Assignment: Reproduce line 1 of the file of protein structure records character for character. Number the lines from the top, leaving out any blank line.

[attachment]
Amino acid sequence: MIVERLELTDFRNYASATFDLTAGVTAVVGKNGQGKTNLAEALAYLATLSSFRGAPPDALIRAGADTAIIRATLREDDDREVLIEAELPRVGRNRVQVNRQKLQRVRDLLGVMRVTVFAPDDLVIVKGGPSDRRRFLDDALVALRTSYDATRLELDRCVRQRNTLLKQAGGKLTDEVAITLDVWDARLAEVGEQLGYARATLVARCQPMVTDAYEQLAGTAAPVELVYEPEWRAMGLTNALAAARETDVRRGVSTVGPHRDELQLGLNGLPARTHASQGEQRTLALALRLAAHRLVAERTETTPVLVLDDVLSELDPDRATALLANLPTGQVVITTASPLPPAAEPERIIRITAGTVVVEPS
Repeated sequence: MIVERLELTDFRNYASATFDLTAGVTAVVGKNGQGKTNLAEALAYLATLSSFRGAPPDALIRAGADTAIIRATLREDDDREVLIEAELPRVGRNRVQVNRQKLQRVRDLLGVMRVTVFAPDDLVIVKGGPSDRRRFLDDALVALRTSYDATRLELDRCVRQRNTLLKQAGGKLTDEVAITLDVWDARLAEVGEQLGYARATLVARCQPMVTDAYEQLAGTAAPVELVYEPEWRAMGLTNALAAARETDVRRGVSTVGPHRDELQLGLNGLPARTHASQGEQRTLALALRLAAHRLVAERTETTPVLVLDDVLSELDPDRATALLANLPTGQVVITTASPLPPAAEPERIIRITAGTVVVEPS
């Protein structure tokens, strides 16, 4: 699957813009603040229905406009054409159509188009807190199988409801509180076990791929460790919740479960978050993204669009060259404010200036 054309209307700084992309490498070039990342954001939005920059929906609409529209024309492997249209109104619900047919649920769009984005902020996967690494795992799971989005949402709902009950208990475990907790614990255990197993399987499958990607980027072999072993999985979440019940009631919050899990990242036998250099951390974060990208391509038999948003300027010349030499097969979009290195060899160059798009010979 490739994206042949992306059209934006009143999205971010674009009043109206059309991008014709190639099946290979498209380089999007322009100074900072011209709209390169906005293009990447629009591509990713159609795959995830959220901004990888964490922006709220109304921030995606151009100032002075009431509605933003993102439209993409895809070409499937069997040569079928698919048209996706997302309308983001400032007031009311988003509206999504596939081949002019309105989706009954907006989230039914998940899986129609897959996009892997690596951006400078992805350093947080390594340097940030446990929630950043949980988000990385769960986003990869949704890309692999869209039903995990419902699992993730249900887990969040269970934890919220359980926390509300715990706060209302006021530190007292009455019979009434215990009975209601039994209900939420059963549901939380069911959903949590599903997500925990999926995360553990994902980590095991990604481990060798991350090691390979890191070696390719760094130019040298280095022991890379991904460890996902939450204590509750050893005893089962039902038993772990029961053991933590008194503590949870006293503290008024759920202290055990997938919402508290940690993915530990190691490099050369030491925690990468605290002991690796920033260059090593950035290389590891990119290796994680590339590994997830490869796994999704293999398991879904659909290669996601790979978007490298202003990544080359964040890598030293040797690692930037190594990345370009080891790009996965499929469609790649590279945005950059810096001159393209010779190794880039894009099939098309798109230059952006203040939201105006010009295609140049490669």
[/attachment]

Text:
Amino acid sequence: MIVERLELTDFRNYASATFDLTAGVTAVVGKNGQGKTNLAEALAYLATLSSFRGAPPDALIRAGADTAIIRATLREDDDREVLIEAELPRVGRNRVQVNRQKLQRVRDLLGVMRVTVFAPDDLVIVKGGPSDRRRFLDDALVALRTSYDATRLELDRCVRQRNTLLKQAGGKLTDEVAITLDVWDARLAEVGEQLGYARATLVARCQPMVTDAYEQLAGTAAPVELVYEPEWRAMGLTNALAAARETDVRRGVSTVGPHRDELQLGLNGLPARTHASQGEQRTLALALRLAAHRLVAERTETTPVLVLDDVLSELDPDRATALLANLPTGQVVITTASPLPPAAEPERIIRITAGTVVVEPS